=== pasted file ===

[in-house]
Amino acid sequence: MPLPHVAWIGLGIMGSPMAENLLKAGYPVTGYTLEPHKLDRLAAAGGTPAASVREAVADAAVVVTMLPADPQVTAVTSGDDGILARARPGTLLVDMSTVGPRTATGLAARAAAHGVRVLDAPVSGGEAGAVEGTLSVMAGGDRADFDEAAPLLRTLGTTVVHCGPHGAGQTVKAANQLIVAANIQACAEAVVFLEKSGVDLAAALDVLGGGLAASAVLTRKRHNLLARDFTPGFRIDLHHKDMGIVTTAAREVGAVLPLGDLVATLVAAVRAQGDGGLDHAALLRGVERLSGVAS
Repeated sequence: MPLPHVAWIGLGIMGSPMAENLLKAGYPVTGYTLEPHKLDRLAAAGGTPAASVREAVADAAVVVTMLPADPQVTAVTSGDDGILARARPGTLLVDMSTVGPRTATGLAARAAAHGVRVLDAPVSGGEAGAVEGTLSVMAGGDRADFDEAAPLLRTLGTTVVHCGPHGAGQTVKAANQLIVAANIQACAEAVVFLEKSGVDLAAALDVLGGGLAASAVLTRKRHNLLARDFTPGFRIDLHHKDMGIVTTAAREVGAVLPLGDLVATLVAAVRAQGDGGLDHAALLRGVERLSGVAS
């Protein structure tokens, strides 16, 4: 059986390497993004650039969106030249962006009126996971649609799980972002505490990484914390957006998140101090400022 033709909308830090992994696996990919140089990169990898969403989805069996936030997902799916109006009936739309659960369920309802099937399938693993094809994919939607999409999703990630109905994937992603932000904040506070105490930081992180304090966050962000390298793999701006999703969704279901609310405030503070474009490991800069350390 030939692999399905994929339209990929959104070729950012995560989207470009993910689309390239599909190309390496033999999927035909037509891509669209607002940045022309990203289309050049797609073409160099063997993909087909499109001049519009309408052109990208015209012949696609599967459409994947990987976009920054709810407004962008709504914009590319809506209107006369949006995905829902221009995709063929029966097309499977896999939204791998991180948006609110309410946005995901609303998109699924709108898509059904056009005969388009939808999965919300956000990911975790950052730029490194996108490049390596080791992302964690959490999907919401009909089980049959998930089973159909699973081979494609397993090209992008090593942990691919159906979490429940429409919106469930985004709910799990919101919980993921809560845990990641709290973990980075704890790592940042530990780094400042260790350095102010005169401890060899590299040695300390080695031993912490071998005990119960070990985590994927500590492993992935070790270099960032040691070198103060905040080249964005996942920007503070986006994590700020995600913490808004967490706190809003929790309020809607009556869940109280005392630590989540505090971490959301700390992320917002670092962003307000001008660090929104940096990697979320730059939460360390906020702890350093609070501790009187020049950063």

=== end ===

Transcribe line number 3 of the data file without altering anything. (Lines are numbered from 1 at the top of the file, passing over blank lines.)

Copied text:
Repeated sequence: MPLPHVAWIGLGIMGSPMAENLLKAGYPVTGYTLEPHKLDRLAAAGGTPAASVREAVADAAVVVTMLPADPQVTAVTSGDDGILARARPGTLLVDMSTVGPRTATGLAARAAAHGVRVLDAPVSGGEAGAVEGTLSVMAGGDRADFDEAAPLLRTLGTTVVHCGPHGAGQTVKAANQLIVAANIQACAEAVVFLEKSGVDLAAALDVLGGGLAASAVLTRKRHNLLARDFTPGFRIDLHHKDMGIVTTAAREVGAVLPLGDLVATLVAAVRAQGDGGLDHAALLRGVERLSGVAS